“Oh my God, what happened to you?” Suddenly they heard a loud bang and a 9mm bullet ripped through the hedge above her head. The two men instantly rolled and dropped into a prone position. They both had guns. One had a short rifle with a flashlight attached to the barrel. They heard the next bullet and saw the dirt kick up in front of them. More bullets came their way. Then the deafening reply from the Remington 870 12 gauge shotgun roared and flames came out the barrel. Surely this is hell, she thought. The next shot they heard was fired from a loud cannon. The blast echoed off the houses.
She heard grunts and two bodies hitting the ground. Then they heard the rack-rack sound of the 870 being reloaded and the click-clack of the 30-30 being reloaded. She heard one of the men whisper to the other, “Both down.” She could not take it any more. She could not just lay here and not do something. Slowly she stood up and started to run as fast as her body would let her. She was screaming as loud as she could and she didn’t hear the bullets that whipped past her head as she ran. Three of the brutal thugs that had broken into her house started rapidly firing a semi-automatic 9 mm in her direction. The echoing across the houses deafened the replies from the 12 gauge and the 30-30. She stopped and hid behind a tree.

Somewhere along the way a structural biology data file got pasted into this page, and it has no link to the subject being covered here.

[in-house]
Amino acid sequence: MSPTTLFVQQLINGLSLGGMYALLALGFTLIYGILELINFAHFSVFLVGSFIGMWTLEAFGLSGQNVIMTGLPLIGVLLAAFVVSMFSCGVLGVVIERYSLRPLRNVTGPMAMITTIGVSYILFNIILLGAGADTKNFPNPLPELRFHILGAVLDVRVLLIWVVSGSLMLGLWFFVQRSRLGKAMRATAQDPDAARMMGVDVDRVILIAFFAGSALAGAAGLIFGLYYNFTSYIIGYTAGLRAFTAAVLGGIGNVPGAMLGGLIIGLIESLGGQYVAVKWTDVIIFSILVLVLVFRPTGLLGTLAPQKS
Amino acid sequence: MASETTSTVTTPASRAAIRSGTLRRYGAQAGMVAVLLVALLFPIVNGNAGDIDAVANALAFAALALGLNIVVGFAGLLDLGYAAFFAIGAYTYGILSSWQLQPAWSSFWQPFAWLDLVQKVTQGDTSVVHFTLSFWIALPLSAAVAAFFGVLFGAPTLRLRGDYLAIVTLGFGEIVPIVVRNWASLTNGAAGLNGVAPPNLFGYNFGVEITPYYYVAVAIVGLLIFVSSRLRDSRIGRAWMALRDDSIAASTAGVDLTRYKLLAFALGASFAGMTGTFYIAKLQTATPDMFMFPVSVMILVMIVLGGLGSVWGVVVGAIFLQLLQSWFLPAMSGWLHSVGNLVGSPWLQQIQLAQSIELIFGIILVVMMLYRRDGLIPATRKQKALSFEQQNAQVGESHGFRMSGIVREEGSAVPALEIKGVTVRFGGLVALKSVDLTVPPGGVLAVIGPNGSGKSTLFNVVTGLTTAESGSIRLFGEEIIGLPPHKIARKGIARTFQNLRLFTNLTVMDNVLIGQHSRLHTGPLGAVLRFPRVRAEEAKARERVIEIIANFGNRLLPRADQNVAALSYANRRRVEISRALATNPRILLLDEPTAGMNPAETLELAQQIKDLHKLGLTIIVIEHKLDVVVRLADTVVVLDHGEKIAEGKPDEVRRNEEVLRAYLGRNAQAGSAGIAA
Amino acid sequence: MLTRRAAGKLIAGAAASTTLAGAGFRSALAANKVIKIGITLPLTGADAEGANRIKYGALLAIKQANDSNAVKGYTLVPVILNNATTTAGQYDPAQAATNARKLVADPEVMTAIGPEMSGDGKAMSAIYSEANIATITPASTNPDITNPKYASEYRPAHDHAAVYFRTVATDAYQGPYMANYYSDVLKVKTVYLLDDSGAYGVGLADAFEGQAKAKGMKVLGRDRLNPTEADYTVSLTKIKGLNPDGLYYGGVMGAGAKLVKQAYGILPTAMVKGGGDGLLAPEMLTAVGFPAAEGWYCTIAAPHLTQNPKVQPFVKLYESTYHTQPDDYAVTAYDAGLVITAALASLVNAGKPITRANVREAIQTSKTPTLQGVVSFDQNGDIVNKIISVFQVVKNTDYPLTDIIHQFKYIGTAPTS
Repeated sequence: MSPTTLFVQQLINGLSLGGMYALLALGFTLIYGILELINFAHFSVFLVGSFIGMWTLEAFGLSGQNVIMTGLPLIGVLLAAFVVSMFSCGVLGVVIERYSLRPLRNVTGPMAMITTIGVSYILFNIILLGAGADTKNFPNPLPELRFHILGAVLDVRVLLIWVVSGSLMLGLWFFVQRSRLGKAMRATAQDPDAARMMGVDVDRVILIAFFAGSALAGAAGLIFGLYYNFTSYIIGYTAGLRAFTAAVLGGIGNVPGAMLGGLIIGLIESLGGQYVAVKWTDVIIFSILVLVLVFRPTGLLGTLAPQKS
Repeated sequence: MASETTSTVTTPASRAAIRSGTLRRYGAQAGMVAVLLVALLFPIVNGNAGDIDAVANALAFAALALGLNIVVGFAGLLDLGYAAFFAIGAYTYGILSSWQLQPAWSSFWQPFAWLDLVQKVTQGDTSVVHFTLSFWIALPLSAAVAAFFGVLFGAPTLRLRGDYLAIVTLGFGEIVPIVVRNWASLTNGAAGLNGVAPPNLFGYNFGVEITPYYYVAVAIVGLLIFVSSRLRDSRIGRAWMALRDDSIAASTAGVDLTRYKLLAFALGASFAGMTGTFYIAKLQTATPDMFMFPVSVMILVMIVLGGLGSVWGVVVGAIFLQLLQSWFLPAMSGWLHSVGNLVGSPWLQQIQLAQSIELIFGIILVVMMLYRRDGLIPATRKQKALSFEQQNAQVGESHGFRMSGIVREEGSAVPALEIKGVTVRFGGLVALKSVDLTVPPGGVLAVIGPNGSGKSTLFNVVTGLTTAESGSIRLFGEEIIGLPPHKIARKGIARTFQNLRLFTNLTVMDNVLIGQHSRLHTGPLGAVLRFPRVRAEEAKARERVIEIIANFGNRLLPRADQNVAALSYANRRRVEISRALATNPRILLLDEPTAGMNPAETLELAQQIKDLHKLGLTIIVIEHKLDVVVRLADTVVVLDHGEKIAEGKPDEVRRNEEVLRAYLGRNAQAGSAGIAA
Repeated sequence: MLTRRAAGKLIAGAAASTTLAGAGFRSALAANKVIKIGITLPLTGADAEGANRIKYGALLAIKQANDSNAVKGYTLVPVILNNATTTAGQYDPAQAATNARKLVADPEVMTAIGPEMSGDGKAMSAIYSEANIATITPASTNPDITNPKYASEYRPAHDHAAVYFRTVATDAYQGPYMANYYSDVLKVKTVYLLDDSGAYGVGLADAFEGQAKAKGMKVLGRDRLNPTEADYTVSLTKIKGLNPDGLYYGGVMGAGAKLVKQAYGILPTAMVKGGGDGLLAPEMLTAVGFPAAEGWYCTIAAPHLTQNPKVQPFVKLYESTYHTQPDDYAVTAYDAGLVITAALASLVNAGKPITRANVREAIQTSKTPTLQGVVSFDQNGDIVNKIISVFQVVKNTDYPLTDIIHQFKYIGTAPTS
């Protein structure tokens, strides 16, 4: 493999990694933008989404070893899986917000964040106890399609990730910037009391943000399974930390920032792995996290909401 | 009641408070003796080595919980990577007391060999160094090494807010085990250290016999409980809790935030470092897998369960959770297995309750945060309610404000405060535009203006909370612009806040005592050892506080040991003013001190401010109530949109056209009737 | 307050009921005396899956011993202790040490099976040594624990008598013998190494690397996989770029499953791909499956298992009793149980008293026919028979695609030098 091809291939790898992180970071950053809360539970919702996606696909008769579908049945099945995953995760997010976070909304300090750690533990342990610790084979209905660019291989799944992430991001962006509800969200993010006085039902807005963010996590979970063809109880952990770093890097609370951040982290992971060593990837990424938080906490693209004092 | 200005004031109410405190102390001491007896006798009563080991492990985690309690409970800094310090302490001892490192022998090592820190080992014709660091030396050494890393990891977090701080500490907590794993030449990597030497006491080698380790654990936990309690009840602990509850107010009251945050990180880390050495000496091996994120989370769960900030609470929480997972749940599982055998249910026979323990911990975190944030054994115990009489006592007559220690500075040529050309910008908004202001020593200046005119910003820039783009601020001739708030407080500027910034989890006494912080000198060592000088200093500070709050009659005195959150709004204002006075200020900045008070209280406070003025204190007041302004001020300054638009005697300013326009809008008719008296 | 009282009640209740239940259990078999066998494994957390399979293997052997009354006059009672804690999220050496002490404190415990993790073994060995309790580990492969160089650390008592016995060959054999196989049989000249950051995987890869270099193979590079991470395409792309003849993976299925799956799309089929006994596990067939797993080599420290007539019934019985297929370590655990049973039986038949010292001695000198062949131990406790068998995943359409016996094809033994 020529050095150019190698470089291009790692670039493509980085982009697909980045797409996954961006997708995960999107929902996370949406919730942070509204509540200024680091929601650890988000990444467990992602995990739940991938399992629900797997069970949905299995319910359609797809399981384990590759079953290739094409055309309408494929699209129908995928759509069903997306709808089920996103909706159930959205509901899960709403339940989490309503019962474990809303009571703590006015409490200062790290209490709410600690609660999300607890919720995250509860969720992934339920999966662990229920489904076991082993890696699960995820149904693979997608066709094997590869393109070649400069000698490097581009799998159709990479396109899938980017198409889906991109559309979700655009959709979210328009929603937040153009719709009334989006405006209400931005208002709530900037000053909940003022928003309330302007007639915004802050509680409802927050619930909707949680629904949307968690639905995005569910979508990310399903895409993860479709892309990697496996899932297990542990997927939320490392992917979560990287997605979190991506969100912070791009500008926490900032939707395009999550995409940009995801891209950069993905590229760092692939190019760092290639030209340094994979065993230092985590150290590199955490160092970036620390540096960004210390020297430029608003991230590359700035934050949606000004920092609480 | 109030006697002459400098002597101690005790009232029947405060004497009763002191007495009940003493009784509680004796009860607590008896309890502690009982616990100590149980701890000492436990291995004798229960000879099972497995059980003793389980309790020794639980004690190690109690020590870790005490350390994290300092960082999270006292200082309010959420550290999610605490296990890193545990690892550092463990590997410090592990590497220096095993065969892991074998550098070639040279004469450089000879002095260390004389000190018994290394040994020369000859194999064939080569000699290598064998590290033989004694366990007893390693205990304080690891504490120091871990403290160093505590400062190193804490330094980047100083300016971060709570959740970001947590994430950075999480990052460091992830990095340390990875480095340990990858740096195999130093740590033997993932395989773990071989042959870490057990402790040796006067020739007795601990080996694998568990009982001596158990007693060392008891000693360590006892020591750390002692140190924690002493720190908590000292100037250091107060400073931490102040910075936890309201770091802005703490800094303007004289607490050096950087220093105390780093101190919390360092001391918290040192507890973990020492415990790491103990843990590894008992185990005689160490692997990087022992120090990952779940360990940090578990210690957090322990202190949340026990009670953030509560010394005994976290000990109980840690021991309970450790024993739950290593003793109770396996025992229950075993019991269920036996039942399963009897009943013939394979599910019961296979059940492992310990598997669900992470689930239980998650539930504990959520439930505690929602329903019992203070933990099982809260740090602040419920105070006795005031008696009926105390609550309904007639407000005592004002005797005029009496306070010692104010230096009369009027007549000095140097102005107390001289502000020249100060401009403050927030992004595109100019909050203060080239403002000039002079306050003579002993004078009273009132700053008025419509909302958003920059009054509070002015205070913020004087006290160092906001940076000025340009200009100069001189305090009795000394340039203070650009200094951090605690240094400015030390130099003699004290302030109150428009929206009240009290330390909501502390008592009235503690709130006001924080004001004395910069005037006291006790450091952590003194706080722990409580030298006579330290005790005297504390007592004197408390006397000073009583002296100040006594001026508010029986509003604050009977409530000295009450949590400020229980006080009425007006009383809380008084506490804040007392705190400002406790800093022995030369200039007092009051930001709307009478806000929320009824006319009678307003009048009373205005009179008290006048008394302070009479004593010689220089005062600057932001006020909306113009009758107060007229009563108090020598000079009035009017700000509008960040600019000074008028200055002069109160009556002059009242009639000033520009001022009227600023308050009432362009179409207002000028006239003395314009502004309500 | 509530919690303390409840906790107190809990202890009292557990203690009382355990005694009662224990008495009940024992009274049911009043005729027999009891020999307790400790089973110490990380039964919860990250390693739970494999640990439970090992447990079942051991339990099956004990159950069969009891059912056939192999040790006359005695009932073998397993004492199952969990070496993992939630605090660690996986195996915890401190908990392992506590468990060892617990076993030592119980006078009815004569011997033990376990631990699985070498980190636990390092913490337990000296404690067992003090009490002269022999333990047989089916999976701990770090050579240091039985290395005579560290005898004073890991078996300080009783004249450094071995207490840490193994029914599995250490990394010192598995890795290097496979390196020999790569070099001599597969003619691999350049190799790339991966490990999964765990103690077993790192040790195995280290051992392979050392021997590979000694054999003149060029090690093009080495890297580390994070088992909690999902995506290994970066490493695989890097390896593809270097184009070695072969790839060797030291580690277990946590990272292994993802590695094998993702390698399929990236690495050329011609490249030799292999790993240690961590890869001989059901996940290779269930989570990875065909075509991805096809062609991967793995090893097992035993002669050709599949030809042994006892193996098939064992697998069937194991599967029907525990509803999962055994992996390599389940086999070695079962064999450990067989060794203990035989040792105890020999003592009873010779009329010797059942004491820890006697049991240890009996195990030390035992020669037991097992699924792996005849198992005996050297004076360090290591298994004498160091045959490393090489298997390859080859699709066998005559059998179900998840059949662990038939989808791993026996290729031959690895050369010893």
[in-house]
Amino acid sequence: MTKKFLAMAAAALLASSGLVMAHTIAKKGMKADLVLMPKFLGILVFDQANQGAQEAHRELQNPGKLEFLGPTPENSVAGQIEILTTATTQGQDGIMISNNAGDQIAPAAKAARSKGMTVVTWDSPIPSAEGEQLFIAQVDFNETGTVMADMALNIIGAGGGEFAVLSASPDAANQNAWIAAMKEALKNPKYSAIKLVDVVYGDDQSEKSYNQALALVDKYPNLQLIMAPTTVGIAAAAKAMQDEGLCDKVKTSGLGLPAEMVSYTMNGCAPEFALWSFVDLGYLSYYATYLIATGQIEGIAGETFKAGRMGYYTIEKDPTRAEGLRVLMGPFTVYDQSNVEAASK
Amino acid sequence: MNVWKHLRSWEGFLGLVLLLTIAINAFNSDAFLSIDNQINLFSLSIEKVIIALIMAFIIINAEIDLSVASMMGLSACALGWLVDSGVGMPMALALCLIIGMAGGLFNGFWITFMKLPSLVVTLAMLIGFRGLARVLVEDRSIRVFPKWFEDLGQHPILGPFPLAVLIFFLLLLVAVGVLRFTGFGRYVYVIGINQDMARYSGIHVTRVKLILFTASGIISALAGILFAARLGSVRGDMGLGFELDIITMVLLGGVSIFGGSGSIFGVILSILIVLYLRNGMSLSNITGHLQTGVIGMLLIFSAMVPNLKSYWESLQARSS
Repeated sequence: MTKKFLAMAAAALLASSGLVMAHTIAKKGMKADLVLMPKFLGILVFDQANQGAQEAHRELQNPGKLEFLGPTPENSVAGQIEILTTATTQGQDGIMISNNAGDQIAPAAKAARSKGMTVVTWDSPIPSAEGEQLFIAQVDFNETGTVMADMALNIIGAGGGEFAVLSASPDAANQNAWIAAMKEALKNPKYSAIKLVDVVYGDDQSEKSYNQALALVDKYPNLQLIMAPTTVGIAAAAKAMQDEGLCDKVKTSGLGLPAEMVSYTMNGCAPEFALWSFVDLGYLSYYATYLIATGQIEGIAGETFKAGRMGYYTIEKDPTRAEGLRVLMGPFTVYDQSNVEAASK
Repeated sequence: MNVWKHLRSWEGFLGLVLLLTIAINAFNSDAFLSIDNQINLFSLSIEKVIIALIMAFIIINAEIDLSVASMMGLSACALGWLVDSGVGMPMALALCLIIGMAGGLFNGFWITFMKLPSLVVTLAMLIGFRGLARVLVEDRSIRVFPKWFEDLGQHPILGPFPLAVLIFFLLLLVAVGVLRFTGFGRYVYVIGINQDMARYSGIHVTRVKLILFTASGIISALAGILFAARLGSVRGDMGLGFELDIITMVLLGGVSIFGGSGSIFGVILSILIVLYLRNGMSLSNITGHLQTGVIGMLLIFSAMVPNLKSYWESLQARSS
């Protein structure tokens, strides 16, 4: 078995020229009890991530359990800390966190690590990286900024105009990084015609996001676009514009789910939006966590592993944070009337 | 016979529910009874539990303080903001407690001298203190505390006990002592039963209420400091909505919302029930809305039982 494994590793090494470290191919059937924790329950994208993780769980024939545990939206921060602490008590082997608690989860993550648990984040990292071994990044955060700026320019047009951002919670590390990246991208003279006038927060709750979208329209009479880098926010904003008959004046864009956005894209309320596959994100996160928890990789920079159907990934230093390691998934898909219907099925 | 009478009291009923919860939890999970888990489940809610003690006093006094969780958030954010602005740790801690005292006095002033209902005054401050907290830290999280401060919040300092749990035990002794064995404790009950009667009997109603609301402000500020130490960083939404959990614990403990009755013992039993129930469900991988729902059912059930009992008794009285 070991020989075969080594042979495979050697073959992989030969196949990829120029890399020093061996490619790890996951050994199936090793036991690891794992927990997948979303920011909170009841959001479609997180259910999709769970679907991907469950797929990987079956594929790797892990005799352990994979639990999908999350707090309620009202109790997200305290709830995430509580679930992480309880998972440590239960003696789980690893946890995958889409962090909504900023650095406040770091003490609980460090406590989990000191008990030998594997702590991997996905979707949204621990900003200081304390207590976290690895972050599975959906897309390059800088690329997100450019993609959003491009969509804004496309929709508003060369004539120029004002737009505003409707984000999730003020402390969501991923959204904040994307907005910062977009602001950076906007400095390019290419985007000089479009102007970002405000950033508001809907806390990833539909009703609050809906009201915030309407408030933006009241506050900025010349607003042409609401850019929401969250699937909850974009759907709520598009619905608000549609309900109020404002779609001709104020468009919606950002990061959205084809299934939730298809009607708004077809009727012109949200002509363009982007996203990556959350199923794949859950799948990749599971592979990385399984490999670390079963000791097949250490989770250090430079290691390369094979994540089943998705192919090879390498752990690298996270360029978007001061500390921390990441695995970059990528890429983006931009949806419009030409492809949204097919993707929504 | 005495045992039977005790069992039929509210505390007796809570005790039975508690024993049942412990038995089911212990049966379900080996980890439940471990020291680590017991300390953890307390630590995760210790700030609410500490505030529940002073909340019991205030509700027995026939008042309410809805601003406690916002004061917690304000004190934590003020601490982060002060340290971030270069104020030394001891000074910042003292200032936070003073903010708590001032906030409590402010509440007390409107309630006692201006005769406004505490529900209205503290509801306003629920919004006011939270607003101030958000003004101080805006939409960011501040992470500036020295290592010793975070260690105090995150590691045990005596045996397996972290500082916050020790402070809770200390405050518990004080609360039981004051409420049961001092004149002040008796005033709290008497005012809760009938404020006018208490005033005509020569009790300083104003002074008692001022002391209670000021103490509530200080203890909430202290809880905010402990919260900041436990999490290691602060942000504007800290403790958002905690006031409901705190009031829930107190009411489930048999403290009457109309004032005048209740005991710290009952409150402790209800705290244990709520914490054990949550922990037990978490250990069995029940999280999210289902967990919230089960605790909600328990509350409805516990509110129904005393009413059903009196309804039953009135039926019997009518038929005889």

One of thugs screamed in pain. He yelled, “Kill those mutherfuckers.”
Another one said, “Ahh, damn it, I’m hit. Help me.”
Good, I hope it hurts like hell, she thought. She screamed out as loud as possible above the noise, “There are seven of them. They have my mother at 17282 Oak Lane.” Suddenly bullets were erupting everywhere again. One hit the tree she was hiding behind and she started crying. The shotgun roared, the triple 000 buckshot skipped off the brick wall, hitting the thug hiding behind the porch. He died with a very surprised look on his face.
Suddenly she was red hot mad. She was remembering all of the things that had happened to her, all of the things that had been done to her. All of a sudden it was just too much. A rage built in her and she charged back towards them yelling, “Kill all of them … they’re rapists! Shoot them! Kill them all! Kill them! Shoot them!” She raced forward. A 9mm hollow point caught her square in the chest. She fell backwards by the hedge she had been hiding behind earlier. She heard the roar of a shotgun and rifle return fire. Her last whispered words were, “Save my mother.” Then the darkness closed in on her forever.